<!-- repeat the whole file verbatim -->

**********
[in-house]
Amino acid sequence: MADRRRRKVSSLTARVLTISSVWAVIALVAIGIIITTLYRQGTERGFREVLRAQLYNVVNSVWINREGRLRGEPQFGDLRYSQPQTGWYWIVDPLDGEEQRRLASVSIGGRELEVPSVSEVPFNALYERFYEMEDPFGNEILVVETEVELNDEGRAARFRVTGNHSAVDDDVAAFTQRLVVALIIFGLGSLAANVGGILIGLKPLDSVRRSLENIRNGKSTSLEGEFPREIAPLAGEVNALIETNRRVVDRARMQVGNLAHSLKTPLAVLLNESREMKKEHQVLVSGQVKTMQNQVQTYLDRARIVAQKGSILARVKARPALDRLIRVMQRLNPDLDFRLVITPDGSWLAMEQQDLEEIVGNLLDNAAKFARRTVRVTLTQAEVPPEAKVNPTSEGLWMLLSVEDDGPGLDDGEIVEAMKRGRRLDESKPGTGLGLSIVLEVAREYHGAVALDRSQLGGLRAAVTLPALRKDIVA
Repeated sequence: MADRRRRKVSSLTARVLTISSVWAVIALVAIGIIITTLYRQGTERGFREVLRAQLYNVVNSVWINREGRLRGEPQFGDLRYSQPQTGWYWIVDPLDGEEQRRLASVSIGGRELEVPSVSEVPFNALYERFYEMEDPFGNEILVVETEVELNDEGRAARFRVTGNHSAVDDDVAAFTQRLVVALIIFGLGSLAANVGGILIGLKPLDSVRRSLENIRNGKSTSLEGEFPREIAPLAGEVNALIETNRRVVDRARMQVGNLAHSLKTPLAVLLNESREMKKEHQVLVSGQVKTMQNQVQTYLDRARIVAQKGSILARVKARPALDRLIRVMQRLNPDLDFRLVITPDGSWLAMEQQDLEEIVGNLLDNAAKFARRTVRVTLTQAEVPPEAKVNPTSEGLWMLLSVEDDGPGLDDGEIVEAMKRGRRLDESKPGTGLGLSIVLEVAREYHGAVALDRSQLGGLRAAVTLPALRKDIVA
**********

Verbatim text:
[in-house]
Amino acid sequence: MADRRRRKVSSLTARVLTISSVWAVIALVAIGIIITTLYRQGTERGFREVLRAQLYNVVNSVWINREGRLRGEPQFGDLRYSQPQTGWYWIVDPLDGEEQRRLASVSIGGRELEVPSVSEVPFNALYERFYEMEDPFGNEILVVETEVELNDEGRAARFRVTGNHSAVDDDVAAFTQRLVVALIIFGLGSLAANVGGILIGLKPLDSVRRSLENIRNGKSTSLEGEFPREIAPLAGEVNALIETNRRVVDRARMQVGNLAHSLKTPLAVLLNESREMKKEHQVLVSGQVKTMQNQVQTYLDRARIVAQKGSILARVKARPALDRLIRVMQRLNPDLDFRLVITPDGSWLAMEQQDLEEIVGNLLDNAAKFARRTVRVTLTQAEVPPEAKVNPTSEGLWMLLSVEDDGPGLDDGEIVEAMKRGRRLDESKPGTGLGLSIVLEVAREYHGAVALDRSQLGGLRAAVTLPALRKDIVA
Repeated sequence: MADRRRRKVSSLTARVLTISSVWAVIALVAIGIIITTLYRQGTERGFREVLRAQLYNVVNSVWINREGRLRGEPQFGDLRYSQPQTGWYWIVDPLDGEEQRRLASVSIGGRELEVPSVSEVPFNALYERFYEMEDPFGNEILVVETEVELNDEGRAARFRVTGNHSAVDDDVAAFTQRLVVALIIFGLGSLAANVGGILIGLKPLDSVRRSLENIRNGKSTSLEGEFPREIAPLAGEVNALIETNRRVVDRARMQVGNLAHSLKTPLAVLLNESREMKKEHQVLVSGQVKTMQNQVQTYLDRARIVAQKGSILARVKARPALDRLIRVMQRLNPDLDFRLVITPDGSWLAMEQQDLEEIVGNLLDNAAKFARRTVRVTLTQAEVPPEAKVNPTSEGLWMLLSVEDDGPGLDDGEIVEAMKRGRRLDESKPGTGLGLSIVLEVAREYHGAVALDRSQLGGLRAAVTLPALRKDIVA